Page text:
While growing up I was always told to get 6 hours of sleep per night to maintain health. No one told me why I needed 6 hours, but it always felt like a life-death emergency to me.
Being awake studying till the wee hours of the morning in high school always made me feel uneasy. Even with the uneasy feeling, I rarely got the full six. Work and life constantly woke me up early
As I grew older I learned about the unfortunate fact that a lack of sleep can have several negative impacts on our health. Stated on a CDC web site, these impacts include high blood pressure, Type 2 diabetes, and obesity.
Lack of sleep has mental impacts too! According to the Sleep Foundation, this includes slowed thinking, reduced attention span, worsened memory, risky decision making, lack of energy, and mood changes. Imagine how this effects your grade on a test, and interactions with other people. To make things worse, a new study shows that “sleeping less than six hours every night could increase your risk of cardiovascular disease.”
- “The study focused on 4,000 people with no known history of heart disease. Their average age was 46, and two-thirds of participants were men.”
- “Participants wore an actigraph, a tool used to measure activity, for seven days to study their sleep. They also had 3D heart ultrasound and cardiac CT scans performed to look for heart disease.”
- “Results of the study published Tuesday in the peer-reviewed Journal of the American College of Cardiology showed people who slept fewer than six hours a night were 27 percent more likely to develop atherosclerosis – a buildup of plaque in the body’s arteries – compared to those who got between seven and eight hours of sleep.”
“This study emphasizes we have to include sleep as one of the weapons we use to fight heart disease—a factor we are compromising every day,” senior study author José M. Ordovás, PhD, said in a statement to the American College of Cardiology. ” Ordovás is a researcher at the Centro Nacional de Investigaciones Cardiovasculares Carlos III (CNIC) in Madrid and director of nutrition and genomics at the Jean Mayer USDA Human Nutrition Research Center on Aging at Tufts University. “This is the first study to show that objectively measured sleep is independently associated with atherosclerosis throughout the body, not just in the heart.”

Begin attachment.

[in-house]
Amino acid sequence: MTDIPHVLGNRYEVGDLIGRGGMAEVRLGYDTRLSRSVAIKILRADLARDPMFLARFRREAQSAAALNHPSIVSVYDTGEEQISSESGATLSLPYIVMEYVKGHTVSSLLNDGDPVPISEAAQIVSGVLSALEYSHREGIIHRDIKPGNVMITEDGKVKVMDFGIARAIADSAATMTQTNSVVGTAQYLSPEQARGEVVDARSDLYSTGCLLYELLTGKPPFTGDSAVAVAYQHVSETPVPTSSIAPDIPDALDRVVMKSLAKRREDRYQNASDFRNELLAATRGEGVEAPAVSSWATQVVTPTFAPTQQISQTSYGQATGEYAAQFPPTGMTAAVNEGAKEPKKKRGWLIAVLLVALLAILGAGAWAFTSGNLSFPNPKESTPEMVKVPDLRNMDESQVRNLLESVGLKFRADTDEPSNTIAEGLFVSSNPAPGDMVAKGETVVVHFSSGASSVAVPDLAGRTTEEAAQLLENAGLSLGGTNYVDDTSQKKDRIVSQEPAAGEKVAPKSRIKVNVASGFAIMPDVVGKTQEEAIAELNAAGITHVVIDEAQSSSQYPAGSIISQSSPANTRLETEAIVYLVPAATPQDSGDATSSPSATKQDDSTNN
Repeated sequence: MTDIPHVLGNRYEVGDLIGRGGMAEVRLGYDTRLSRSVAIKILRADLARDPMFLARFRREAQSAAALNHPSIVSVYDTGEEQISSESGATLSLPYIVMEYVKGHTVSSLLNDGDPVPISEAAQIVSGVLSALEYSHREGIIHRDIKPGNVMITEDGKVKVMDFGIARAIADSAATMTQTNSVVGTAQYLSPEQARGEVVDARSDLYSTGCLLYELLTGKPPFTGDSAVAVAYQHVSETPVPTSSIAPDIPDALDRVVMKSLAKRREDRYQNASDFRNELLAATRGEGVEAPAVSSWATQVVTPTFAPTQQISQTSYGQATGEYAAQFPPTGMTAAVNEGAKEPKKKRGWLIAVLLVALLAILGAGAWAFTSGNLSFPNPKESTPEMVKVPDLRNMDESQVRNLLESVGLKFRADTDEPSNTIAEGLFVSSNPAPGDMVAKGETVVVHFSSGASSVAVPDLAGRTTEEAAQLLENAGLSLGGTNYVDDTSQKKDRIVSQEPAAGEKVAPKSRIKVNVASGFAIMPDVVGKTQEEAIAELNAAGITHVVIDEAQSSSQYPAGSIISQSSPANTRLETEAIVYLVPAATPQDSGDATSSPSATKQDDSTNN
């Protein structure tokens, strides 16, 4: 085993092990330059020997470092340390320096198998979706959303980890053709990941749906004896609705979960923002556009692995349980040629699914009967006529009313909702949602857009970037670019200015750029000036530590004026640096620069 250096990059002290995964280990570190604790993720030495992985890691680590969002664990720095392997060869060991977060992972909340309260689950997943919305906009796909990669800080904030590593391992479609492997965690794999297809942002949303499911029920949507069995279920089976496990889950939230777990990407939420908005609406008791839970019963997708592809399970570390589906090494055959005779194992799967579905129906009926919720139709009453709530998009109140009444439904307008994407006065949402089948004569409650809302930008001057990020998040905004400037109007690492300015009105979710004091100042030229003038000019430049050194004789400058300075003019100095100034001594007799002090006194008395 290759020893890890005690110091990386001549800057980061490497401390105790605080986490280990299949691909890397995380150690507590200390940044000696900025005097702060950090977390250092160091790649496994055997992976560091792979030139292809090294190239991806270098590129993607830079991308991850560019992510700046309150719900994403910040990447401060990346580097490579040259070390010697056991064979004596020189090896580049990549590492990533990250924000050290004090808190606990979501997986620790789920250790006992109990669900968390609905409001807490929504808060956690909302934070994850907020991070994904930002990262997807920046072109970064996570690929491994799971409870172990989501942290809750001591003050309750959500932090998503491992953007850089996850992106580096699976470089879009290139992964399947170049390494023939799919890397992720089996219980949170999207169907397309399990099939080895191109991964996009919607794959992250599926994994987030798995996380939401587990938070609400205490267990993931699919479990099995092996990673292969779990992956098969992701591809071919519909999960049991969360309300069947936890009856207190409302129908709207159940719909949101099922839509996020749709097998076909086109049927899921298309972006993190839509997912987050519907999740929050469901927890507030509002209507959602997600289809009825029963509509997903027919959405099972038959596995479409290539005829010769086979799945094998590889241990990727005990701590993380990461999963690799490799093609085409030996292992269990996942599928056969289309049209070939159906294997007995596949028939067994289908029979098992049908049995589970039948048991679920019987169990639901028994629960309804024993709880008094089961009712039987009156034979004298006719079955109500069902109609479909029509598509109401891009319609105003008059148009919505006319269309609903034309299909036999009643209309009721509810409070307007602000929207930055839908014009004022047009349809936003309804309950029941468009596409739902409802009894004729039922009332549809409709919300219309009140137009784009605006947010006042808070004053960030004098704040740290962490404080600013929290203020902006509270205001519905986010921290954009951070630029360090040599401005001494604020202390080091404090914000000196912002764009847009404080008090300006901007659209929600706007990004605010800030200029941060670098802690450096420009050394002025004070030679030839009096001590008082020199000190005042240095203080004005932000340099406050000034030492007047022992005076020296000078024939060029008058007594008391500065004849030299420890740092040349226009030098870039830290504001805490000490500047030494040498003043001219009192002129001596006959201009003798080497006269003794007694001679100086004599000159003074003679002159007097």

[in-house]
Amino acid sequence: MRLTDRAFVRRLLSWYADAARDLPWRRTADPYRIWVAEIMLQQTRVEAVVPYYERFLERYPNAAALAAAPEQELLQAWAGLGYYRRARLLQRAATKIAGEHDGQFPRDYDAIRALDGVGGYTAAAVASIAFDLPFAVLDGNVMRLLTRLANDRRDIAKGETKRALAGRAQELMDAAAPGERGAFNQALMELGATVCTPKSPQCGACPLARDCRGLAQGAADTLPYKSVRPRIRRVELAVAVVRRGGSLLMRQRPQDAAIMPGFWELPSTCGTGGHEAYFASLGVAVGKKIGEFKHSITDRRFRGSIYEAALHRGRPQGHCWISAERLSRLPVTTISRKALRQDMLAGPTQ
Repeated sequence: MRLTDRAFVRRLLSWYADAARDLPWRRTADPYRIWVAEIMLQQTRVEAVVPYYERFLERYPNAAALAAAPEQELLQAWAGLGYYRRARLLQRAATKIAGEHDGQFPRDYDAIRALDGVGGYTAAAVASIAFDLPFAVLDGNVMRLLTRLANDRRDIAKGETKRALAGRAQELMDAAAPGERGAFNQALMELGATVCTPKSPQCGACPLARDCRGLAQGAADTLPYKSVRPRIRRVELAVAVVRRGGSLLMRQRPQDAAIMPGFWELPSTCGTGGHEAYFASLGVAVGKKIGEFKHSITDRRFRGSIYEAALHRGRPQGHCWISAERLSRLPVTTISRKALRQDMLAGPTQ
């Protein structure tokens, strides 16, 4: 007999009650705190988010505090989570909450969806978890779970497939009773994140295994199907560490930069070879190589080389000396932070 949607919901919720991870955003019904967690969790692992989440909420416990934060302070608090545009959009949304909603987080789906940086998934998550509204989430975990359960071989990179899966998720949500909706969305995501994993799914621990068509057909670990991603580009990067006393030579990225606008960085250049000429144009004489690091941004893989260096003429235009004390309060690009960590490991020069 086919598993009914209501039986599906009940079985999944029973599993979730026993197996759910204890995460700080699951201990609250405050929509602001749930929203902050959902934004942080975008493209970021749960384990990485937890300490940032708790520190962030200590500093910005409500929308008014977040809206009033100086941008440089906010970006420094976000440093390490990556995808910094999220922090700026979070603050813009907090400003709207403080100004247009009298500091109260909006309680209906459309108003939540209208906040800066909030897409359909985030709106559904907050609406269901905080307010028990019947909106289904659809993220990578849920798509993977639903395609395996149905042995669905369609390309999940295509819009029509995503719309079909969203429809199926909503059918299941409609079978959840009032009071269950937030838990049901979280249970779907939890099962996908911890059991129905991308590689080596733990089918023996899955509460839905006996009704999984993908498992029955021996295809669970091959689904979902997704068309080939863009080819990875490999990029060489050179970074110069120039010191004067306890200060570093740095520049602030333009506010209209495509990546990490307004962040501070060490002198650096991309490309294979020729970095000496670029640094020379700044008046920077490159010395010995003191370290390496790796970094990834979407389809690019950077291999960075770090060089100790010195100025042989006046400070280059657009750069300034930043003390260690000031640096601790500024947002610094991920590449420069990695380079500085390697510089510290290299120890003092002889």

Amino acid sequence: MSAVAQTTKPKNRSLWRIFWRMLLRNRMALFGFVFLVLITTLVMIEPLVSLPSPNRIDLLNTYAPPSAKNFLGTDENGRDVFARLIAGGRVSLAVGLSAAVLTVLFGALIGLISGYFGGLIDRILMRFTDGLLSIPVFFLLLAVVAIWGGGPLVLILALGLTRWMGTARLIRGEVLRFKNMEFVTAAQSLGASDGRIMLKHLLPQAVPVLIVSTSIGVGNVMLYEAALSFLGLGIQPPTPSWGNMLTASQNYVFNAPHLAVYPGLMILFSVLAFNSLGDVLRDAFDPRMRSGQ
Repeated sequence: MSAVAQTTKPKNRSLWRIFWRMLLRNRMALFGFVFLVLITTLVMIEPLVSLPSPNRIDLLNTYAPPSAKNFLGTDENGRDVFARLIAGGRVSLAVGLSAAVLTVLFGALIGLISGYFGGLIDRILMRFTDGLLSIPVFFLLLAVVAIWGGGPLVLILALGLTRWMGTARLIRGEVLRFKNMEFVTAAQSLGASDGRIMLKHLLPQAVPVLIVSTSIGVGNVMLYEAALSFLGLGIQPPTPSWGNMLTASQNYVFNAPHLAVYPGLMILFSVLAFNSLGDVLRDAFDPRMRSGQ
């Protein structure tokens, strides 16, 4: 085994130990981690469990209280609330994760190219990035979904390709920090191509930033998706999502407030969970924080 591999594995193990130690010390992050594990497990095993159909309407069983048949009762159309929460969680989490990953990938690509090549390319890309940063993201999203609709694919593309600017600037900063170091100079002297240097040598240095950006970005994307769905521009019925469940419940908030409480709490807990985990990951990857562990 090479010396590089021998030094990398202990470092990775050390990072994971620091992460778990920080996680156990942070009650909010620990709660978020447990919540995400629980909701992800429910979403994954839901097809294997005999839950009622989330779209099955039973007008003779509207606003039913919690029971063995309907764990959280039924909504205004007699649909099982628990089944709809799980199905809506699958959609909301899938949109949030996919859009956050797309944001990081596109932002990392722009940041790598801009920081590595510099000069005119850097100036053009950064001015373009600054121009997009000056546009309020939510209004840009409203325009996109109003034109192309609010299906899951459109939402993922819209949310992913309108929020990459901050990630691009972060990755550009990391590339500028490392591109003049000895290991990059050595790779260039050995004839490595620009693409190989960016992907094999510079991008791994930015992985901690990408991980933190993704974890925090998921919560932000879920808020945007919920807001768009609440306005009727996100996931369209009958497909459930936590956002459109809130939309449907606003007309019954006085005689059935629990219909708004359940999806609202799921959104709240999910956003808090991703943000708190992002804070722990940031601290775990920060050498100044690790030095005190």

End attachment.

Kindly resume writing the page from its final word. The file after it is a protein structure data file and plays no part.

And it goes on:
“Similarly, those who had a poor quality of sleep were 34 percent more likely to have atherosclerosis compared with those who had a good quality of sleep. Quality of sleep was defined by how often a person woke during the night, and the frequency of movements during the sleep which reflect the sleep phases.”
“The study found that when traditional risk factors for heart disease were considered, participants who slept less than six hours were 27 percent more likely to have atherosclerosis throughout the body compared with those who slept seven to eight hours. Similarly, those who had a poor quality of sleep were 34 percent more likely to have atherosclerosis compared with those who had a good quality of sleep.”
Just like not enough sleep can cause problems, the study found that too much sleep can do the same. “findings suggest that too-long sleep duration may not be healthy either, and recommendations should be restricted to 7 to 8 hours of sleep.”
The message here: don’t sleep too little, don’t sleep too much, and sleep deep. To get this done, the Sleep Foundation recommends creating a sleep-inducing bedroom, optimizing your sleep schedule, crafting a pre bed-time routine, and fostering pro-sleep habits during the day. Learn more, sleep better, and protect your health.